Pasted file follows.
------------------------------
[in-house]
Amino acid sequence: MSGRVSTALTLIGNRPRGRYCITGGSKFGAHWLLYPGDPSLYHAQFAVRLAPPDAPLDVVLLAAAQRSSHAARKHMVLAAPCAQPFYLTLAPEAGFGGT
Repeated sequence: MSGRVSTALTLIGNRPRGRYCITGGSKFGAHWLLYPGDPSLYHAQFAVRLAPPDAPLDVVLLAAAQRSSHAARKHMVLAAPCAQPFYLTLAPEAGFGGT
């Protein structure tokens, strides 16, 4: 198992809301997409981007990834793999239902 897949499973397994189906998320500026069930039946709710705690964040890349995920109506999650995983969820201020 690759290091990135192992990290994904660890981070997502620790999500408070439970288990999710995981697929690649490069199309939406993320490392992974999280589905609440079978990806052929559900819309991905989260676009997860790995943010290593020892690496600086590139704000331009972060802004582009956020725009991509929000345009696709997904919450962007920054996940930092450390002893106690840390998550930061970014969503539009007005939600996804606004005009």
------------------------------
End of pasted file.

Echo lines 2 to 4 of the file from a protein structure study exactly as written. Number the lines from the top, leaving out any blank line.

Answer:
Amino acid sequence: MSGRVSTALTLIGNRPRGRYCITGGSKFGAHWLLYPGDPSLYHAQFAVRLAPPDAPLDVVLLAAAQRSSHAARKHMVLAAPCAQPFYLTLAPEAGFGGT
Repeated sequence: MSGRVSTALTLIGNRPRGRYCITGGSKFGAHWLLYPGDPSLYHAQFAVRLAPPDAPLDVVLLAAAQRSSHAARKHMVLAAPCAQPFYLTLAPEAGFGGT
């Protein structure tokens, strides 16, 4: 198992809301997409981007990834793999239902 897949499973397994189906998320500026069930039946709710705690964040890349995920109506999650995983969820201020 690759290091990135192992990290994904660890981070997502620790999500408070439970288990999710995981697929690649490069199309939406993320490392992974999280589905609440079978990806052929559900819309991905989260676009997860790995943010290593020892690496600086590139704000331009972060802004582009956020725009991509929000345009696709997904919450962007920054996940930092450390002893106690840390998550930061970014969503539009007005939600996804606004005009």